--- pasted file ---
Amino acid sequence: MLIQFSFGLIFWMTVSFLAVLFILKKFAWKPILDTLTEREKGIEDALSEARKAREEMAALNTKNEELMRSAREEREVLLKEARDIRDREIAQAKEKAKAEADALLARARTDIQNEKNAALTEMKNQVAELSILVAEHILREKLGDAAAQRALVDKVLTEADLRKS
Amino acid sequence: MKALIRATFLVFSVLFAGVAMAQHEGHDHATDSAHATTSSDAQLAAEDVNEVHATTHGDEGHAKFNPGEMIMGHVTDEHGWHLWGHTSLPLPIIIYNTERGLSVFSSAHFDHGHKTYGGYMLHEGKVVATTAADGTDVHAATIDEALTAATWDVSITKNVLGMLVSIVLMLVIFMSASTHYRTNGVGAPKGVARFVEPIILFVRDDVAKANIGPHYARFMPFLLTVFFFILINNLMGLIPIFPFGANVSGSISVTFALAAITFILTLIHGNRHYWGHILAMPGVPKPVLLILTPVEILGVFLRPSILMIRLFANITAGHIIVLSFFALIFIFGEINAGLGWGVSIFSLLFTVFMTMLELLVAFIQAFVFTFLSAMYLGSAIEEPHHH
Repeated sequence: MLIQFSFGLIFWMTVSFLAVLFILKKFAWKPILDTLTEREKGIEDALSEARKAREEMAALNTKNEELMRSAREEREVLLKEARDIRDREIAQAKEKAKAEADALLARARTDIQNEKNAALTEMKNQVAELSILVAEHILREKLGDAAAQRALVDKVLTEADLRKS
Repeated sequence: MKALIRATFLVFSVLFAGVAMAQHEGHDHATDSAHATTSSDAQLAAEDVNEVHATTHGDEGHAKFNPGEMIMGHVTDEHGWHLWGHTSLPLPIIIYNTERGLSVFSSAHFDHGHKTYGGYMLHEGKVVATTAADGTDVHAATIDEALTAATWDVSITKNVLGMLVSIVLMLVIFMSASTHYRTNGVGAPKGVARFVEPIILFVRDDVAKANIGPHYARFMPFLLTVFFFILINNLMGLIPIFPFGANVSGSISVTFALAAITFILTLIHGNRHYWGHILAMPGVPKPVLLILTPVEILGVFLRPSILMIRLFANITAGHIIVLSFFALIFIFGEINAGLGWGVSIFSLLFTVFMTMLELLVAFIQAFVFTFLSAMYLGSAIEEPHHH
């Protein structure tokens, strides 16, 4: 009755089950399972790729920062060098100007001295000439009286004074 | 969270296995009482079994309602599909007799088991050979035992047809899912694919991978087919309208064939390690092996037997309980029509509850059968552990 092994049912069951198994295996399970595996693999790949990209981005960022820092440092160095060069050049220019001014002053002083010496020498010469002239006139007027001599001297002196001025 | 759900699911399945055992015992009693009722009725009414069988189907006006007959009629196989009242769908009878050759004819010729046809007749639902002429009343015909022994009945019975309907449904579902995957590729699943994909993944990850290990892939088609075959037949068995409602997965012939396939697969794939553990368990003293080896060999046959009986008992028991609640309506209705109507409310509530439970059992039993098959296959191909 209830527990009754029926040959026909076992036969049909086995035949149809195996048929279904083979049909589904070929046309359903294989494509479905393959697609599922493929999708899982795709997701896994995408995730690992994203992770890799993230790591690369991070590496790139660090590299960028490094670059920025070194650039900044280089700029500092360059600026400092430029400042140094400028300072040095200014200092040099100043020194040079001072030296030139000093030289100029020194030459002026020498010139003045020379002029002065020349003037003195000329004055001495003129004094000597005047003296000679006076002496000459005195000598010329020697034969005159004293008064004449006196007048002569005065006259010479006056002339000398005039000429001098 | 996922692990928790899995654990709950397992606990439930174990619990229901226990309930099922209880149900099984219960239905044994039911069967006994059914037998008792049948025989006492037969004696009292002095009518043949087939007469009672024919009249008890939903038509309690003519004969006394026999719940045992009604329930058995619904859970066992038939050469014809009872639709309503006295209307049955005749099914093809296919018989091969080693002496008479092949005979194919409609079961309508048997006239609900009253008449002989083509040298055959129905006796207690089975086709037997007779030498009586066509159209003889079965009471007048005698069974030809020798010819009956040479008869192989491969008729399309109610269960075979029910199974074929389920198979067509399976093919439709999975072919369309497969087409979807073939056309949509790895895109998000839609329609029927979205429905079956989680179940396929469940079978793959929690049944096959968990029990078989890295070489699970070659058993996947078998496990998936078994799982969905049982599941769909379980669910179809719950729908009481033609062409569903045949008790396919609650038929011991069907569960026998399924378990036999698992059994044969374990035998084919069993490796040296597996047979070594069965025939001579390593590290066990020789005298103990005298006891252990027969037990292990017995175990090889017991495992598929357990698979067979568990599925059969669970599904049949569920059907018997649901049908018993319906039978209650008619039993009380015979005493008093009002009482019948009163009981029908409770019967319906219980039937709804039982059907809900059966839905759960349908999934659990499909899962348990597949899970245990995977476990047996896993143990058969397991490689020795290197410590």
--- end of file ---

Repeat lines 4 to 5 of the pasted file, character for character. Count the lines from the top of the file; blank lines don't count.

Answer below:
Repeated sequence: MKALIRATFLVFSVLFAGVAMAQHEGHDHATDSAHATTSSDAQLAAEDVNEVHATTHGDEGHAKFNPGEMIMGHVTDEHGWHLWGHTSLPLPIIIYNTERGLSVFSSAHFDHGHKTYGGYMLHEGKVVATTAADGTDVHAATIDEALTAATWDVSITKNVLGMLVSIVLMLVIFMSASTHYRTNGVGAPKGVARFVEPIILFVRDDVAKANIGPHYARFMPFLLTVFFFILINNLMGLIPIFPFGANVSGSISVTFALAAITFILTLIHGNRHYWGHILAMPGVPKPVLLILTPVEILGVFLRPSILMIRLFANITAGHIIVLSFFALIFIFGEINAGLGWGVSIFSLLFTVFMTMLELLVAFIQAFVFTFLSAMYLGSAIEEPHHH
């Protein structure tokens, strides 16, 4: 009755089950399972790729920062060098100007001295000439009286004074 | 969270296995009482079994309602599909007799088991050979035992047809899912694919991978087919309208064939390690092996037997309980029509509850059968552990 092994049912069951198994295996399970595996693999790949990209981005960022820092440092160095060069050049220019001014002053002083010496020498010469002239006139007027001599001297002196001025 | 759900699911399945055992015992009693009722009725009414069988189907006006007959009629196989009242769908009878050759004819010729046809007749639902002429009343015909022994009945019975309907449904579902995957590729699943994909993944990850290990892939088609075959037949068995409602997965012939396939697969794939553990368990003293080896060999046959009986008992028991609640309506209705109507409310509530439970059992039993098959296959191909 209830527990009754029926040959026909076992036969049909086995035949149809195996048929279904083979049909589904070929046309359903294989494509479905393959697609599922493929999708899982795709997701896994995408995730690992994203992770890799993230790591690369991070590496790139660090590299960028490094670059920025070194650039900044280089700029500092360059600026400092430029400042140094400028300072040095200014200092040099100043020194040079001072030296030139000093030289100029020194030459002026020498010139003045020379002029002065020349003037003195000329004055001495003129004094000597005047003296000679006076002496000459005195000598010329020697034969005159004293008064004449006196007048002569005065006259010479006056002339000398005039000429001098 | 996922692990928790899995654990709950397992606990439930174990619990229901226990309930099922209880149900099984219960239905044994039911069967006994059914037998008792049948025989006492037969004696009292002095009518043949087939007469009672024919009249008890939903038509309690003519004969006394026999719940045992009604329930058995619904859970066992038939050469014809009872639709309503006295209307049955005749099914093809296919018989091969080693002496008479092949005979194919409609079961309508048997006239609900009253008449002989083509040298055959129905006796207690089975086709037997007779030498009586066509159209003889079965009471007048005698069974030809020798010819009956040479008869192989491969008729399309109610269960075979029910199974074929389920198979067509399976093919439709999975072919369309497969087409979807073939056309949509790895895109998000839609329609029927979205429905079956989680179940396929469940079978793959929690049944096959968990029990078989890295070489699970070659058993996947078998496990998936078994799982969905049982599941769909379980669910179809719950729908009481033609062409569903045949008790396919609650038929011991069907569960026998399924378990036999698992059994044969374990035998084919069993490796040296597996047979070594069965025939001579390593590290066990020789005298103990005298006891252990027969037990292990017995175990090889017991495992598929357990698979067979568990599925059969669970599904049949569920059907018997649901049908018993319906039978209650008619039993009380015979005493008093009002009482019948009163009981029908409770019967319906219980039937709804039982059907809900059966839905759960349908999934659990499909899962348990597949899970245990995977476990047996896993143990058969397991490689020795290197410590």